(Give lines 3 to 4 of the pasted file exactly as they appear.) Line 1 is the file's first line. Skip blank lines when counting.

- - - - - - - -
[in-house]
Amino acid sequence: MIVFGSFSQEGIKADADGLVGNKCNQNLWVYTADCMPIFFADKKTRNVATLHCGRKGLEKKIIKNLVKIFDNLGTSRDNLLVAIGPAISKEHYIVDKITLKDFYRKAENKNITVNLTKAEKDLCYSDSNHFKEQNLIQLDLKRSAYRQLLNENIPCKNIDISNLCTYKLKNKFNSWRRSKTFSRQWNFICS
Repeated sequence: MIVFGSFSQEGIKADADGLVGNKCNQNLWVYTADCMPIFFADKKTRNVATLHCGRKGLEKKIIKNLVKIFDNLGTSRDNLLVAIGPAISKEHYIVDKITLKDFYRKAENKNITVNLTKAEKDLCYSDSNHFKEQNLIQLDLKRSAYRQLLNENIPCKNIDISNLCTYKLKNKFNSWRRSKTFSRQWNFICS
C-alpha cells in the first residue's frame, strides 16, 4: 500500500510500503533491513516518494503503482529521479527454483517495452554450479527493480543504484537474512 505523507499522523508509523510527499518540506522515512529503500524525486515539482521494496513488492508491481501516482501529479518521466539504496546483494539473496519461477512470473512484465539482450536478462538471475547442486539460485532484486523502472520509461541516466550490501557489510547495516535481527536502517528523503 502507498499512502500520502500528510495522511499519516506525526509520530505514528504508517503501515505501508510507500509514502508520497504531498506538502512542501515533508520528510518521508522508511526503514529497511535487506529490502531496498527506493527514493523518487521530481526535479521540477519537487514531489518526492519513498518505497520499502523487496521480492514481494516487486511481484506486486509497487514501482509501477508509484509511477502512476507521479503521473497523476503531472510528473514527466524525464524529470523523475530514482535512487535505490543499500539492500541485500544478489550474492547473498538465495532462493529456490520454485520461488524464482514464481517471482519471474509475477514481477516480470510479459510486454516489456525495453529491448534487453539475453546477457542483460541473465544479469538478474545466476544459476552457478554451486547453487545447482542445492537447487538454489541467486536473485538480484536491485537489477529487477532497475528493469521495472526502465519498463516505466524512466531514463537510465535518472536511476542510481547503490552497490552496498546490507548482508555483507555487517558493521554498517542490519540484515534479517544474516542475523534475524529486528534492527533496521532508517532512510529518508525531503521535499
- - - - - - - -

Repeated sequence: MIVFGSFSQEGIKADADGLVGNKCNQNLWVYTADCMPIFFADKKTRNVATLHCGRKGLEKKIIKNLVKIFDNLGTSRDNLLVAIGPAISKEHYIVDKITLKDFYRKAENKNITVNLTKAEKDLCYSDSNHFKEQNLIQLDLKRSAYRQLLNENIPCKNIDISNLCTYKLKNKFNSWRRSKTFSRQWNFICS
C-alpha cells in the first residue's frame, strides 16, 4: 500500500510500503533491513516518494503503482529521479527454483517495452554450479527493480543504484537474512 505523507499522523508509523510527499518540506522515512529503500524525486515539482521494496513488492508491481501516482501529479518521466539504496546483494539473496519461477512470473512484465539482450536478462538471475547442486539460485532484486523502472520509461541516466550490501557489510547495516535481527536502517528523503 502507498499512502500520502500528510495522511499519516506525526509520530505514528504508517503501515505501508510507500509514502508520497504531498506538502512542501515533508520528510518521508522508511526503514529497511535487506529490502531496498527506493527514493523518487521530481526535479521540477519537487514531489518526492519513498518505497520499502523487496521480492514481494516487486511481484506486486509497487514501482509501477508509484509511477502512476507521479503521473497523476503531472510528473514527466524525464524529470523523475530514482535512487535505490543499500539492500541485500544478489550474492547473498538465495532462493529456490520454485520461488524464482514464481517471482519471474509475477514481477516480470510479459510486454516489456525495453529491448534487453539475453546477457542483460541473465544479469538478474545466476544459476552457478554451486547453487545447482542445492537447487538454489541467486536473485538480484536491485537489477529487477532497475528493469521495472526502465519498463516505466524512466531514463537510465535518472536511476542510481547503490552497490552496498546490507548482508555483507555487517558493521554498517542490519540484515534479517544474516542475523534475524529486528534492527533496521532508517532512510529518508525531503521535499